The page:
It must be another reason.



One thing is to rapidly translate an email for someone, whether verbally or in writing. That is a functional level of acting as a go-between between languages. I do it when my family visits, in informal situations at work. Lots of people do it at work, but this is not the profession of translation or interpretation. It's communication at its basic level, it's work that involves languages, but it's NOT professional translation/interpretation.

Translation, among other things, involves producing important documents that have a specific purpose in regard to the target audience, to persuade, to inform, to impress, etc. Just a few examples:

To sell something: you won't convince anybody if the language has misspellings and errors, it transmits a poor image, even a ridiculous one. The wrong choice of word, even a wrong spelling of even just one letter in a word could be critical.

To impress someone: a company report about all the fabulous things a company has done in the last year won't impress investors, if the language is incorrect. Again it gives a poor impression.

It's about the same as if you go to an interview inappropriately dressed. You give a bad impression.

People employ professional translators becuase they are concerned about aspects of communication that GO BEYOND mere words and sentences.



[Edited at 2004-04-05 16:41]


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Trudy Peters  Identity Verified
United States
Local time: 14:46
German to English
+ ...
I beg to differ, David Apr 5, 2004

David Greatrix wrote:
That's the whole point - they do!

Ruxi wrote:
Native speakers do not automatically do the job better.


Native speakers do NOT necessarily do a better job!


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xxxIreneN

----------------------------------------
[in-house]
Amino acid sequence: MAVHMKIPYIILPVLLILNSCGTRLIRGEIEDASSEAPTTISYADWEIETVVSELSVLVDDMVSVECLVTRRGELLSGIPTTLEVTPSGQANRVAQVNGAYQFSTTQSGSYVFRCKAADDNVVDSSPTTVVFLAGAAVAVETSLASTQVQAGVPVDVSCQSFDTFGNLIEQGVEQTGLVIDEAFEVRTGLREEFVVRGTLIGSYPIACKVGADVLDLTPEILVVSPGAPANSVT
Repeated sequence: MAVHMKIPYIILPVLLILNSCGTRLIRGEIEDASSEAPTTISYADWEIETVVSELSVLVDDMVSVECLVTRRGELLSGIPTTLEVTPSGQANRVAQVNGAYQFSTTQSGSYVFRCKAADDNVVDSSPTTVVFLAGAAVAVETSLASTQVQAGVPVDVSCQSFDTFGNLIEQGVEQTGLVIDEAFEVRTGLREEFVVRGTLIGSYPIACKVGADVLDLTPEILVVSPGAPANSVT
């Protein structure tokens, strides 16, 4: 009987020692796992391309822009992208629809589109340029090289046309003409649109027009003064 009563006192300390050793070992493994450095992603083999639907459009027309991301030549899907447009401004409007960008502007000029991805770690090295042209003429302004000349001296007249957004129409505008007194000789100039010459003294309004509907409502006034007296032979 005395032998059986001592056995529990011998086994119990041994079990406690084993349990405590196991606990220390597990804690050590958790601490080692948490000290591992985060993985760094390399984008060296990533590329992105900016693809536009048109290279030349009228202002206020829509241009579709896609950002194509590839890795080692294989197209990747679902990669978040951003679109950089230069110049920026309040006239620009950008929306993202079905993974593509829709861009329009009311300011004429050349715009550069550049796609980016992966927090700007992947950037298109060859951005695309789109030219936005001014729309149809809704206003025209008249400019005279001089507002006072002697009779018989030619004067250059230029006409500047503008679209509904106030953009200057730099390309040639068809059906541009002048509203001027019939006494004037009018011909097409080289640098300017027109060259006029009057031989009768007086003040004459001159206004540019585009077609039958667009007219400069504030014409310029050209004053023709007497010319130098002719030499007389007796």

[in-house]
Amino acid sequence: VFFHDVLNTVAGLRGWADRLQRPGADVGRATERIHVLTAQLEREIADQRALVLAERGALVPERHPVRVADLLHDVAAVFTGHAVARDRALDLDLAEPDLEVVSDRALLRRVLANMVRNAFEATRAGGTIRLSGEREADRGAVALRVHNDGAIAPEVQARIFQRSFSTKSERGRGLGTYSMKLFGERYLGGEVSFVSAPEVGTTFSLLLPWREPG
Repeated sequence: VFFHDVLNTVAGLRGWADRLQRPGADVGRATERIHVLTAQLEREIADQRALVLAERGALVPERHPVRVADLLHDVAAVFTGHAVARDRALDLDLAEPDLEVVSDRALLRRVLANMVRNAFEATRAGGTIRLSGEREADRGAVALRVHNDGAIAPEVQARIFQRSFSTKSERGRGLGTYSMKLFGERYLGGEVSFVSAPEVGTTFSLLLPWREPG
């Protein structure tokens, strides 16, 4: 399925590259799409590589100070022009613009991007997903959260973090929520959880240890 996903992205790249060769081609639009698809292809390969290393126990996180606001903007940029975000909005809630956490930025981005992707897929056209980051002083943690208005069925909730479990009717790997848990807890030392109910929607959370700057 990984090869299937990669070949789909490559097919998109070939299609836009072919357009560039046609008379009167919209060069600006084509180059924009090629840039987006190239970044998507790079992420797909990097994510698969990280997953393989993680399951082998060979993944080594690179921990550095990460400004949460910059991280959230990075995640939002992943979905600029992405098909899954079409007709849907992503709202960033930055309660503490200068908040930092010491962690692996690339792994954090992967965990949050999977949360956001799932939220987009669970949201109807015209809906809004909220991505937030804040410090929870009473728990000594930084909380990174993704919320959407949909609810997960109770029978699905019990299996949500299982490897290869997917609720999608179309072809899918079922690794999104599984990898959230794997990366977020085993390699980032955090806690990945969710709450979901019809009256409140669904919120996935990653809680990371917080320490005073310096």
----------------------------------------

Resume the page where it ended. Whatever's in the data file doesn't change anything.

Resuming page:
United States
Local time: 13:46
English to Russian
+ ...
And? Apr 5, 2004

Ailish Maher wrote:

if the language is incorrect. Again it gives a poor impression.


Ailish, an honest question - does this mean for you that "incorrect language" is a built-in feature of somebody who has been born around different language?

During my interpretation assignments there were instances when an American speaker would turn to me in search of a right word.

Come on, guys, how many times have you been complaining (to put it mildly) about the quality of the originals written by a 6-th generation native????????????


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xxxIanW
Local time: 20:46
German to English
+ ...
Read a non-native piece written in your own language Apr 5, 2004

Dear Ruxi,

Try and get hold of a text translated into Romanian by someone who is not a native speaker and you will see what David and the others are talking about.

I agree with Trudy that natives do not necessarily do a better job - particularly in the case of very technical material - but I personally wouldn't dream of outsourcing work to a non-native, or of translating into any other language other than my own.

All the best


Ian


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xxxIanW
Local time: 20:46
German to English
+ ...
Re IreneN's comments Apr 5, 2004

Two points, Irene:

Firstly, interpretation is not translation - the former is primarily about communication, not perfection. Interpreting is not the issue here.

Secondly, not every native has a good written command of his/her language. To be a translator, you need to have an excellent command of the source language - not near-native, not native, but native-with-excellent-writing-skills.


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trad500
Local time: 19:46
English to French
Couldn't agree more Apr 5, 2004

To be a translator, you need to have an excellent command of the source language - not near-native, not native, but native-with-excellent-writing-skills.
[/quote]

The subject discussed here is not about native people with bad writing style, but about the job of a translator. Translation is a bit more than replacing a word by another, otherwise, who would really eed us? Cultural nuances and subtleties of a language cannot be acquired that easily. You need a feel for what sounds right, whether a term can be seen as offensive or prejorative etc.
I've been living in English speaking countries for 12 years now, but I would never take an assignment into English.